Since the Tohoku earthquake on March 11, Japan has seen a renewed sense of national and political crisis, and an intensification of nationalistic narratives. Perhaps more importantly, there has been a reawakened political subjectivity that goes beyond existing anti-capitalist or anti-nuclear alternatives, which suggests a broader and more lasting repoliticization of everyday life. Demonstrations in Tokyo have been some of the largest since the Anpo era, but this is only one aspect of a post-3.11 critique of key institutions at the heart of the Japan, Inc. power structure. In this round-table discussion our presenters will attempt to make sense of the events since 3.11, and explore their implications for our own scholarship.

Chair: Kyle Cleveland, Temple University Japan

6:00pm:  RECEPTION (light food and drinks will be served)
Hosted by TEMPLE UNIVERSITY JAPAN: Wakai Project

Speakers

Tomiko Yoda

Takashima Professor of Japanese Humanities in the Department of East Asian Languages and Civilizations, Harvard University

Tomiko Yoda is the Takashima Professor of Japanese Humanities in the Department of East Asian Languages and Civilizations, Harvard University. Her research areas are Japanese literature, media studies, gender studies, and feminist theory.  She is the author of Gender and National Literature: Heian Texts and the Constructions of Japanese Modernity (Duke, 2004) and co-editor with Harry Harootunian of Japan After Japan: Social and Cultural Life from the Recessionary 1990s to the Present (Duke, 2006). Her forthcoming book, “Girl Time: Gender and Transformations of Contemporary Japan,” examines gender construction in post-1960s Japanese consumer culture.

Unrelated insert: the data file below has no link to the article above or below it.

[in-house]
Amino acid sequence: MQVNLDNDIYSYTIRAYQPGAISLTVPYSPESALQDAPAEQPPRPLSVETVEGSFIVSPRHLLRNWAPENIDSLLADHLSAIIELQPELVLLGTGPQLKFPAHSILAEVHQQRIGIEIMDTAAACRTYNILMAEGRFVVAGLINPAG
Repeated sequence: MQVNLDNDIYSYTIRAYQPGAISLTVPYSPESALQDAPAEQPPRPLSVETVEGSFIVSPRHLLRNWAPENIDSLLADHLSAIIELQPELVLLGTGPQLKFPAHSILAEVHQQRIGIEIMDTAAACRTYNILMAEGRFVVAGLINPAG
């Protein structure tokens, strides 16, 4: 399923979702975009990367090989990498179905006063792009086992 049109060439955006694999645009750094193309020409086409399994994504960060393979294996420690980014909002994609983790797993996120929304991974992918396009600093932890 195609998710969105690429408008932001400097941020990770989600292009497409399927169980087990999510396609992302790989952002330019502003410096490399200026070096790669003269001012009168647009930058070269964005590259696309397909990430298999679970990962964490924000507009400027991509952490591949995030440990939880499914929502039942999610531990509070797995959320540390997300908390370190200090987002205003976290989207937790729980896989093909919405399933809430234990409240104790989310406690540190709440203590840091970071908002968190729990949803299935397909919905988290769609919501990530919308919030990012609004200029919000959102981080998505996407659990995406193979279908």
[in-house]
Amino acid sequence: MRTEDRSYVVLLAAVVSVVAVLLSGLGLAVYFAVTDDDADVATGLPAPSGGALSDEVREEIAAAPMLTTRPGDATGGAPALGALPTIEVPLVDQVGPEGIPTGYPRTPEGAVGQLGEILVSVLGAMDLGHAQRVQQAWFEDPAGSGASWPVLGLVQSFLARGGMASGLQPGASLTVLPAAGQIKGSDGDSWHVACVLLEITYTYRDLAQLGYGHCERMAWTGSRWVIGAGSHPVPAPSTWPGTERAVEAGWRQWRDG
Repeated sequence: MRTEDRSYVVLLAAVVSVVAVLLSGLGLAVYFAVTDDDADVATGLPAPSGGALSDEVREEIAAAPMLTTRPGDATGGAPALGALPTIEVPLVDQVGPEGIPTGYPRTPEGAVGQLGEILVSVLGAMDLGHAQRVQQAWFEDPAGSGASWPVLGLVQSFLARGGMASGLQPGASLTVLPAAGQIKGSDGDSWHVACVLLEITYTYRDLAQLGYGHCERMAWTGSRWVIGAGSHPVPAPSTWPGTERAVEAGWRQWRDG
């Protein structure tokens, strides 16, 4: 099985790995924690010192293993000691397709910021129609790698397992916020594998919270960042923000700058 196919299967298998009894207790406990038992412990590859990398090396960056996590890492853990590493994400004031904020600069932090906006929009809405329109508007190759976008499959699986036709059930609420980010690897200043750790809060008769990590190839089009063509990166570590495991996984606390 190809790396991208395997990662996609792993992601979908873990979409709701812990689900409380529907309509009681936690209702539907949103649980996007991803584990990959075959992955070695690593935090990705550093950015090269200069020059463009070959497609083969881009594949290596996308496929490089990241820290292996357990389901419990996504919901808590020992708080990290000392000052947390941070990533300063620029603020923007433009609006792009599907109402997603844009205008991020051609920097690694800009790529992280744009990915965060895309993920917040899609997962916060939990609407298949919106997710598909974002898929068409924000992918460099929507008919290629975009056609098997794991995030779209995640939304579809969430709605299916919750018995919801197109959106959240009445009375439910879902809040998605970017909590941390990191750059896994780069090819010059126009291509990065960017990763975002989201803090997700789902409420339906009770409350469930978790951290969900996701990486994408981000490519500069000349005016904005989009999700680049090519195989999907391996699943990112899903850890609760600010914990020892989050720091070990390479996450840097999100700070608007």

Takuro Higuchi

Independent sociologist of social movements

Higuchi Takuro is an independent sociologist of social movements. He is researching the post-Seattle transformation of social movements in Japan, identifying with a tradition of activist anthropology after the reflexive turn, that maintains a deep engagement in reality. (as of June 2011)

Patricia Steinhoff

Professor of Sociology at the University of Hawaii

Patricia Steinhoff is Professor of Sociology at the University of Hawaii and currents serves as Graduate Chair for the department. She has done extensive research on how Japanese social movements interact with the state, including work on the policing of social movements and how the Japanese criminal justice system treats persons accused of politically motivated offenses. She has recently edited Going to Court to Change Japan: Social Movements and the Law (forthcoming from University of Michigan Japanese Studies Series) and is currently writing a book on Japan’s invisible civil society.

David Slater

Associate Professor of Anthropology at Sophia University

David Slater is Associate Professor of Anthropology at Sophia University. His research focuses on capitalism, youth, labor, semiotics and urban studies. He is the editor of Social Class in Contemporary Japan (co-editor  Hiroshia Ishida). (as of June 2011)